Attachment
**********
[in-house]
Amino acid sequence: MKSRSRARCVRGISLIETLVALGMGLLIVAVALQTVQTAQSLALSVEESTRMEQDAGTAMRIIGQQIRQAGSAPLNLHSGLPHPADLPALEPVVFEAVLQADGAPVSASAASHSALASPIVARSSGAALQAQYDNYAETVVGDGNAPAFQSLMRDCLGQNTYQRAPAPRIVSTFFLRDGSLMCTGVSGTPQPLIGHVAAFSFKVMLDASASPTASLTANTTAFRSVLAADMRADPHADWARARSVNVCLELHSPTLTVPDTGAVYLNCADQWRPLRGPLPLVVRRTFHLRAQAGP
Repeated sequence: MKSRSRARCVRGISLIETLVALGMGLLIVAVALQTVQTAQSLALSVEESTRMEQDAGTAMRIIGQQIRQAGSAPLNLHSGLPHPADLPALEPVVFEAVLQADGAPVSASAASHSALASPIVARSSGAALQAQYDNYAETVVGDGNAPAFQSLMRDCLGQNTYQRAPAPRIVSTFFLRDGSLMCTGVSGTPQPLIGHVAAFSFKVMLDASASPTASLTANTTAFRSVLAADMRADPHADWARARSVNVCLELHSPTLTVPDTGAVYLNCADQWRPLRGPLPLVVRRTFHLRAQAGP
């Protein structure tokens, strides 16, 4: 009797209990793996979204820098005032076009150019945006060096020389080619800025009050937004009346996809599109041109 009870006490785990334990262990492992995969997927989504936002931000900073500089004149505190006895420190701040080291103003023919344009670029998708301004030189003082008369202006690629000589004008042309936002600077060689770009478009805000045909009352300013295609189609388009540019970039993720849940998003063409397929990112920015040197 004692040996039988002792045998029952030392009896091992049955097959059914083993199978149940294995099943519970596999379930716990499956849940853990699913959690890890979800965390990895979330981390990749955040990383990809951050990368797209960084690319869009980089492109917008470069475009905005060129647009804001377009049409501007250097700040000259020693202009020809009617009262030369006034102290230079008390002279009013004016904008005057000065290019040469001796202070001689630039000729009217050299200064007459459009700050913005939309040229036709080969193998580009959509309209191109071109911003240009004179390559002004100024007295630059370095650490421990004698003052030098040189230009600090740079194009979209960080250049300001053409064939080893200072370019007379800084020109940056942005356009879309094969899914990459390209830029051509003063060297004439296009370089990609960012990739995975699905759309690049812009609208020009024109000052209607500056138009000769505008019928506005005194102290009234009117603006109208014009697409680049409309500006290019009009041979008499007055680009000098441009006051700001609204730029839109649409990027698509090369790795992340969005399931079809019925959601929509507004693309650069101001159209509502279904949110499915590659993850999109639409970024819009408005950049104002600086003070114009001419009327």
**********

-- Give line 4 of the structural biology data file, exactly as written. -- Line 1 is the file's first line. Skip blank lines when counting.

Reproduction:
């Protein structure tokens, strides 16, 4: 009797209990793996979204820098005032076009150019945006060096020389080619800025009050937004009346996809599109041109 009870006490785990334990262990492992995969997927989504936002931000900073500089004149505190006895420190701040080291103003023919344009670029998708301004030189003082008369202006690629000589004008042309936002600077060689770009478009805000045909009352300013295609189609388009540019970039993720849940998003063409397929990112920015040197 004692040996039988002792045998029952030392009896091992049955097959059914083993199978149940294995099943519970596999379930716990499956849940853990699913959690890890979800965390990895979330981390990749955040990383990809951050990368797209960084690319869009980089492109917008470069475009905005060129647009804001377009049409501007250097700040000259020693202009020809009617009262030369006034102290230079008390002279009013004016904008005057000065290019040469001796202070001689630039000729009217050299200064007459459009700050913005939309040229036709080969193998580009959509309209191109071109911003240009004179390559002004100024007295630059370095650490421990004698003052030098040189230009600090740079194009979209960080250049300001053409064939080893200072370019007379800084020109940056942005356009879309094969899914990459390209830029051509003063060297004439296009370089990609960012990739995975699905759309690049812009609208020009024109000052209607500056138009000769505008019928506005005194102290009234009117603006109208014009697409680049409309500006290019009009041979008499007055680009000098441009006051700001609204730029839109649409990027698509090369790795992340969005399931079809019925959601929509507004693309650069101001159209509502279904949110499915590659993850999109639409970024819009408005950049104002600086003070114009001419009327």